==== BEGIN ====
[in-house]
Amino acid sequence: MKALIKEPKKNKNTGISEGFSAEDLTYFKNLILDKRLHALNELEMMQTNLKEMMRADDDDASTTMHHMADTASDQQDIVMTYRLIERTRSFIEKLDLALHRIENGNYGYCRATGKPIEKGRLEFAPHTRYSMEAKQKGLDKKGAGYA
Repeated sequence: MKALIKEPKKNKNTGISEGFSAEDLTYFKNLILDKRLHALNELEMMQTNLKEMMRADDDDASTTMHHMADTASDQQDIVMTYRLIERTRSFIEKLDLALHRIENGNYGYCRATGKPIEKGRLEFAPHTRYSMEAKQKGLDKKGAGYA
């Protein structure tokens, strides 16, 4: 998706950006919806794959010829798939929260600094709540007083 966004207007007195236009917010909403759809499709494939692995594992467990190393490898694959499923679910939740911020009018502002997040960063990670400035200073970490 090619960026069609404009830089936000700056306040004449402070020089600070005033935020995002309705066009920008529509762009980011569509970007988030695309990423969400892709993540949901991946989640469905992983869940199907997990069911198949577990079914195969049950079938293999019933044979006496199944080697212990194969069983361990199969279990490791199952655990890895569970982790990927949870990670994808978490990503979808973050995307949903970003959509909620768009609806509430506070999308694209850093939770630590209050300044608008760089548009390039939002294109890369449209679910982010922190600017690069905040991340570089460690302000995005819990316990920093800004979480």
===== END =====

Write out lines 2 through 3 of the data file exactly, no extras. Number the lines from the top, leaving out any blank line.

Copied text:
Amino acid sequence: MKALIKEPKKNKNTGISEGFSAEDLTYFKNLILDKRLHALNELEMMQTNLKEMMRADDDDASTTMHHMADTASDQQDIVMTYRLIERTRSFIEKLDLALHRIENGNYGYCRATGKPIEKGRLEFAPHTRYSMEAKQKGLDKKGAGYA
Repeated sequence: MKALIKEPKKNKNTGISEGFSAEDLTYFKNLILDKRLHALNELEMMQTNLKEMMRADDDDASTTMHHMADTASDQQDIVMTYRLIERTRSFIEKLDLALHRIENGNYGYCRATGKPIEKGRLEFAPHTRYSMEAKQKGLDKKGAGYA